12 Replies to “cartoon: genetics”

  1. Good one. Also I’ve always wondered if the people Jesus grew up with knew about the virgin birth and how Jesus was actually God.

  2. Cute 🙂
    I made it out immediately, David…great cartoon!
    “I’ve always wondered if the people Jesus grew up with knew about the virgin birth and how Jesus was actually God.”
    I’ll stay away from the whole “Jesus was actually God” comment as I am a guest.
    In regards to the virgin birth thing, however, I have a few questions.
    If they (Jesus’ neighbors, etc.)didn’t know, how did the virgin birth get into the New Testament? Also, why wasn’t it (the virgin birth)mentioned in Mark and John? Did they not know about the virgin birth? If they did know about the virgin birth, why wasn’t such a spectacular miracle worth mentioning?

  3. The Godless Monster ( is that a name you chose for this blog, and why?) I am currently reading an interesting novel by Kathleen O’Neal Gear and W. Michael Gear called “The Betrayal— The Lost life of Jesus.” It covers those questions you ask about the virgin birth and even the paternity of Jesus, plus a whole lot of controversial matters. Even though it is a historical novel, the Gears are note worthy archaeologists, Kathleen being a biblical archaeologist and historian.

    They put over thirty years of research into this book, getting their material from the gnostic gospels, and other writings which were excluded from the King James Bible.( Man again, interfering)

    Now, I’m not saying that anything in this book contradicts what we are taught about Jesus. It’s simply a detour I’m on, and it’s fascinating. I always rely on the Holy Spirit to guide me in these things. That is also a personal thing which I never impose on any other believer, so all I’m doing is throwing this out in case you wish to delve into it. I believe that God wants us to search and understand these things for ourselves. He will not ever be angry with us for seeking the truth, will he?—–Crystal.

  4. @Crystal,
    Hi! As a guest atheist on a theist blog, I do my best to avoid pitching my own weltanshauung to believers. However, sometimes (as in this case)I am asked point blank questions and I cannot avoid some type of response.
    To answer your first question, no I did not choose my moniker for this blog. I chose it for my blog. I am taking a sabbatical of sorts from it, due to a business start-up and some temporary stress-related issues.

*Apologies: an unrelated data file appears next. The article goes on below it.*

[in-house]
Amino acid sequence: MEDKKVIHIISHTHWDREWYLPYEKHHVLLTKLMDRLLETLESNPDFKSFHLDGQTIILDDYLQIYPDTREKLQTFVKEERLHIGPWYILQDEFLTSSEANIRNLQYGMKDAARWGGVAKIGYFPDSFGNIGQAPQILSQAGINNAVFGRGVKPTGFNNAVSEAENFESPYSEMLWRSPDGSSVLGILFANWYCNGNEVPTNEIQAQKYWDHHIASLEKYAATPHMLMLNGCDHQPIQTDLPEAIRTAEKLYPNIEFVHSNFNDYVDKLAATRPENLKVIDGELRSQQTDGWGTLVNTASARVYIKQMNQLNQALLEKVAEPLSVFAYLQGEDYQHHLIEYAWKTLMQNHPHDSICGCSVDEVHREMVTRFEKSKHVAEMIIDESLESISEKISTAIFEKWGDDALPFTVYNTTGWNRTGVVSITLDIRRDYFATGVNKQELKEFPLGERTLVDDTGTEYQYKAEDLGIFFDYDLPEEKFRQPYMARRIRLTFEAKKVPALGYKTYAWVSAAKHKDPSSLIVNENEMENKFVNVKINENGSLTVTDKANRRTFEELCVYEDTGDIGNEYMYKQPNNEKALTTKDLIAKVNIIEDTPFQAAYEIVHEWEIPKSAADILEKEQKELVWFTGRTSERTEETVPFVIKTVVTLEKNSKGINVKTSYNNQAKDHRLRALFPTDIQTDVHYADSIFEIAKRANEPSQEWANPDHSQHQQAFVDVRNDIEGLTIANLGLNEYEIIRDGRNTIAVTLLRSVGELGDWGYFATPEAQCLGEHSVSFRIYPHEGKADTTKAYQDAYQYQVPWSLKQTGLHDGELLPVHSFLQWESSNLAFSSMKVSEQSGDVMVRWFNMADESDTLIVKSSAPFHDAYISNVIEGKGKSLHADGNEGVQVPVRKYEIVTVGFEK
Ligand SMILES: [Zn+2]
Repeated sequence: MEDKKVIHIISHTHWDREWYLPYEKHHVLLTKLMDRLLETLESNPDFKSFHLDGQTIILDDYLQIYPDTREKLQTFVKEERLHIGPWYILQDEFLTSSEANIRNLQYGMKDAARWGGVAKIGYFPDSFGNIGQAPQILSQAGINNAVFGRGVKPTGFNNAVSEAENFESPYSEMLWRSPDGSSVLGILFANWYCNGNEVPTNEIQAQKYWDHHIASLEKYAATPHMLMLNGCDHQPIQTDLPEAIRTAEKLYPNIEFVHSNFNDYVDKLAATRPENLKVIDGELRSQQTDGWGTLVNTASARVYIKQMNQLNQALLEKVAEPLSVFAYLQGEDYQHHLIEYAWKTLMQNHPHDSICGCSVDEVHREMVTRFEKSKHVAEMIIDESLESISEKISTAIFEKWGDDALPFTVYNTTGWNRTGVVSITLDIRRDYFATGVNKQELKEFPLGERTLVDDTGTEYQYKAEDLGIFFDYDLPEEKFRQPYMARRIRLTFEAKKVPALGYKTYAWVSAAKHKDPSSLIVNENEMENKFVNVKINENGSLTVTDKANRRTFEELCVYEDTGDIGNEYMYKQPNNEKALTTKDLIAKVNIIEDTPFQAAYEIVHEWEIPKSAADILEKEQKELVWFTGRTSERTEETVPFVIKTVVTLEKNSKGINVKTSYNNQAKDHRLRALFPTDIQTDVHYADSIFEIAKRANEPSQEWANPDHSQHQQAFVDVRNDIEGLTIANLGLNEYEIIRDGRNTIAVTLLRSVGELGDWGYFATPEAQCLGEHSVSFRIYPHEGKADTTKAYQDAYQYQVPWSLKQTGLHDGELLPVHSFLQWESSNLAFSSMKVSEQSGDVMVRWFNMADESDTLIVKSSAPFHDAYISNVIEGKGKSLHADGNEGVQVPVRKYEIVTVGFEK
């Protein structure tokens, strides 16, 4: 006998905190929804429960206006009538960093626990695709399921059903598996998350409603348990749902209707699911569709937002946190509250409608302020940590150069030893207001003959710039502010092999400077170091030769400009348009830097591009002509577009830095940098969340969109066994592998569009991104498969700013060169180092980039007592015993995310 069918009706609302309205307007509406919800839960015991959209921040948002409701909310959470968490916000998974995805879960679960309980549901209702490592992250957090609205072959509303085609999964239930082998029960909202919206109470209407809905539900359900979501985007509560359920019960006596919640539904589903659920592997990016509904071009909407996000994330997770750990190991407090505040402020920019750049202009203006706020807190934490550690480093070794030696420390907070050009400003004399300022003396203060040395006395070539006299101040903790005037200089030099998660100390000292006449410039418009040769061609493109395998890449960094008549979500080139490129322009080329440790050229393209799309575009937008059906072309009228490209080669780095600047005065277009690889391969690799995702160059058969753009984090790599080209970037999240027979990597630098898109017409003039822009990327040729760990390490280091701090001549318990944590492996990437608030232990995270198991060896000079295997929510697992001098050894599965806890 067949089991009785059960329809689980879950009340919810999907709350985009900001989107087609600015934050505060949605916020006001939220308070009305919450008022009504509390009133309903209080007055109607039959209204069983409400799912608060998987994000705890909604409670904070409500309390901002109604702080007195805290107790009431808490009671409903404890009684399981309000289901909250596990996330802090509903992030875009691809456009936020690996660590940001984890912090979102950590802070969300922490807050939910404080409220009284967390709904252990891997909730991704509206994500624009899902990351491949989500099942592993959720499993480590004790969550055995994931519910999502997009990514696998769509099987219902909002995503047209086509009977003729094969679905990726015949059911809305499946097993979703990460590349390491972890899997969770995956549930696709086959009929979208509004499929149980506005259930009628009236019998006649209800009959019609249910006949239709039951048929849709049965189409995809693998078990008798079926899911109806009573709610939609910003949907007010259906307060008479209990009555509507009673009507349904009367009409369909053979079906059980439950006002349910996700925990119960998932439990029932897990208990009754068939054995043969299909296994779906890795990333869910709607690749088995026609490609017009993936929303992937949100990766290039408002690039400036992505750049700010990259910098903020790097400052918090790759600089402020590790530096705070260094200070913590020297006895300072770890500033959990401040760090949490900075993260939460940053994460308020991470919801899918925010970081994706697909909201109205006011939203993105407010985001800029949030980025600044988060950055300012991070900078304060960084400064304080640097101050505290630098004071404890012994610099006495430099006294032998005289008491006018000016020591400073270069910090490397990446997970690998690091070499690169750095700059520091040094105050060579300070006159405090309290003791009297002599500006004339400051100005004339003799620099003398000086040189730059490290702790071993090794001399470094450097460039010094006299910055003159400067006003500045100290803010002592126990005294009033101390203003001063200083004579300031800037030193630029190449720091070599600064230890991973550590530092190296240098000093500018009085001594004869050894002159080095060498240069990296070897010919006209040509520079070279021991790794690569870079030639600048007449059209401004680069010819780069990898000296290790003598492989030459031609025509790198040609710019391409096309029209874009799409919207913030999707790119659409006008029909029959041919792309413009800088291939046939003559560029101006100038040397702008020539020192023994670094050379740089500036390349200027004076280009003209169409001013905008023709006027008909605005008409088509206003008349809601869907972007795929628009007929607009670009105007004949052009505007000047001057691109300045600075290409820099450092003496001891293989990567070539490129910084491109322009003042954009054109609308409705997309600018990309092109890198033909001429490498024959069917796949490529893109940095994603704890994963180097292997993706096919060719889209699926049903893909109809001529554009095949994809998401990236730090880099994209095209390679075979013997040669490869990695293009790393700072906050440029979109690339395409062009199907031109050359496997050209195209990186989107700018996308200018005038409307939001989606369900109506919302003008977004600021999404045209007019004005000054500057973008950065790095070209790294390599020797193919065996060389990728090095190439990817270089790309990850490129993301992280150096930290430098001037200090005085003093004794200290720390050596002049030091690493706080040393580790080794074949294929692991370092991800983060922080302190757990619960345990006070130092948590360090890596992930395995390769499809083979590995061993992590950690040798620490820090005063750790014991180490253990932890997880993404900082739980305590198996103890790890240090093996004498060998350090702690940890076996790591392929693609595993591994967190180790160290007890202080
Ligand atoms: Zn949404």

If you have any further questions about me and/or atheism, please feel free to write me at admin@thegodlessmonster.com
    Despite my moniker, I don’t bite – most of the time. 🙂

  5. Godless Monster: I would not claim to be a theist. As in Spong’s definition of theism: “The fires of anxiety, born in self-consciousness, are thus banked by religion and we are content, if not grateful, to live inside the theistic definition of God that we created. Theism, therefore, is not who God is. Theism is a human definition of who God is. There is a vast difference.” I would go even further than Spong who says we need to strip away our theism to get to the true God by suggesting that this “true God” is still a theistic concept that is bankrupt.

  6. Agreement on common terms is necessary for meaningful discourse to take place. If you believe in a supernatural being such as you have been referring to, you are indeed a theist. Theism, in the in the most general and commonly accepted definition, is the belief that at least one deity exists.
    You are referring to a doctrine concerning the nature of a god and this alleged god’s relationship to the universe. Since I do not believe in a god or gods, this definition carries no meaning for me outside of a historical or academic context.
    At any rate, I must decline to carry this further on David’s blog or at the very least, this post.

  7. Godless Monster, I had no idea that you were an atheist when I wrote about the book I’m currently reading. Now I feel that I stirred things up a little between you and David. Didn’t mean to do that.

    I suppose that most people who read or comment on this blog are believers in some sort of deity, although we probably all have been seriously let down by the deity we have been fed, hence the search for the real truth. For me, I have no choice but to believe in Jesus, as he came to me once and revealed himself, a long time ago when I was very young and lost.(Can’t give you the details as I’m writing a memoir and don’t wish to give the good bits away in case it gets published) Even though I have doubted all the other stuff along the years – promises etc that didn’t come to pass, despite my diligent prayer and obedience, I still cry out to “something out there” because I am spirit in a human body, and know that I am on a journey that has to mean more than simply this earthly plain. That’s me, I can’t deny it.

    Perhaps it is more courageous to be an atheist than to believe that “someone” will ultimately be there for you when you leave this earth. To disappear forever is rather frightening for me, and perhaps that is a weakness I have—Crystal.

  8. Hi Crystal,
    Nobody stirred anything up.:-)
    You were merely reaching out to another person. I took no offense, and I’m sure that David took no offense to my misdirected response.
    I could comment quite a bit on what you’ve written; so many interesting subjects to explore!
    Life is a gift. Love is a gift. Enjoy your journey while trying to find meaning in life instead of searching only for the meaning of life. Blink your eyes and you’ll miss it.

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